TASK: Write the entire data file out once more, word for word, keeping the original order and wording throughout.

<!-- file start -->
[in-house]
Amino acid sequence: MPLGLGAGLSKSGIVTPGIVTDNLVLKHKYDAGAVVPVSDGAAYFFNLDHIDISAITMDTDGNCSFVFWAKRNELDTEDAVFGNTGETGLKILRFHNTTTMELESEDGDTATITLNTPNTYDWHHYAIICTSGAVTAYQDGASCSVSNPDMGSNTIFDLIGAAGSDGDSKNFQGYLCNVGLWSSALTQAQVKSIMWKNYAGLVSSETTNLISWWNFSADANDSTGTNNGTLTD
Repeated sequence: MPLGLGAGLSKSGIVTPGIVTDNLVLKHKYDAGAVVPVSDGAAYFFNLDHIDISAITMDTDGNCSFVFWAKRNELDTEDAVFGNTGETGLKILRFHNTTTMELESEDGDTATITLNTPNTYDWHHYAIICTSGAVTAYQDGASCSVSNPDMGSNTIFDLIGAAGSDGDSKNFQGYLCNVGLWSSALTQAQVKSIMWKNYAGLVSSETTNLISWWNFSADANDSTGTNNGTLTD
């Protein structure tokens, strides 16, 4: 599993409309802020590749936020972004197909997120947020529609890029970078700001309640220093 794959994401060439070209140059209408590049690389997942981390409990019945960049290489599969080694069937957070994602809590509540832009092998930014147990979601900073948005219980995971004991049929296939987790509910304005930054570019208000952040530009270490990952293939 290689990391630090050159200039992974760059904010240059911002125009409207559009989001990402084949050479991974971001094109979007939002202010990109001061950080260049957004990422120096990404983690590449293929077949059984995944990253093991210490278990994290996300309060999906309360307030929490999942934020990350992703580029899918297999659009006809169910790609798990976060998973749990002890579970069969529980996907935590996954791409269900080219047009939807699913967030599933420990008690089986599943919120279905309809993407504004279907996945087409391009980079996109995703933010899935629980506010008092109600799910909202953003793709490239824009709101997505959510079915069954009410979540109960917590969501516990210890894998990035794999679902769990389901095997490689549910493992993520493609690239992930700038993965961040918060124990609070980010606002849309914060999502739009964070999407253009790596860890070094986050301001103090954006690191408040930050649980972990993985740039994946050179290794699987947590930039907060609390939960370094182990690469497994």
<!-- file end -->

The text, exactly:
[in-house]
Amino acid sequence: MPLGLGAGLSKSGIVTPGIVTDNLVLKHKYDAGAVVPVSDGAAYFFNLDHIDISAITMDTDGNCSFVFWAKRNELDTEDAVFGNTGETGLKILRFHNTTTMELESEDGDTATITLNTPNTYDWHHYAIICTSGAVTAYQDGASCSVSNPDMGSNTIFDLIGAAGSDGDSKNFQGYLCNVGLWSSALTQAQVKSIMWKNYAGLVSSETTNLISWWNFSADANDSTGTNNGTLTD
Repeated sequence: MPLGLGAGLSKSGIVTPGIVTDNLVLKHKYDAGAVVPVSDGAAYFFNLDHIDISAITMDTDGNCSFVFWAKRNELDTEDAVFGNTGETGLKILRFHNTTTMELESEDGDTATITLNTPNTYDWHHYAIICTSGAVTAYQDGASCSVSNPDMGSNTIFDLIGAAGSDGDSKNFQGYLCNVGLWSSALTQAQVKSIMWKNYAGLVSSETTNLISWWNFSADANDSTGTNNGTLTD
């Protein structure tokens, strides 16, 4: 599993409309802020590749936020972004197909997120947020529609890029970078700001309640220093 794959994401060439070209140059209408590049690389997942981390409990019945960049290489599969080694069937957070994602809590509540832009092998930014147990979601900073948005219980995971004991049929296939987790509910304005930054570019208000952040530009270490990952293939 290689990391630090050159200039992974760059904010240059911002125009409207559009989001990402084949050479991974971001094109979007939002202010990109001061950080260049957004990422120096990404983690590449293929077949059984995944990253093991210490278990994290996300309060999906309360307030929490999942934020990350992703580029899918297999659009006809169910790609798990976060998973749990002890579970069969529980996907935590996954791409269900080219047009939807699913967030599933420990008690089986599943919120279905309809993407504004279907996945087409391009980079996109995703933010899935629980506010008092109600799910909202953003793709490239824009709101997505959510079915069954009410979540109960917590969501516990210890894998990035794999679902769990389901095997490689549910493992993520493609690239992930700038993965961040918060124990609070980010606002849309914060999502739009964070999407253009790596860890070094986050301001103090954006690191408040930050649980972990993985740039994946050179290794699987947590930039907060609390939960370094182990690469497994």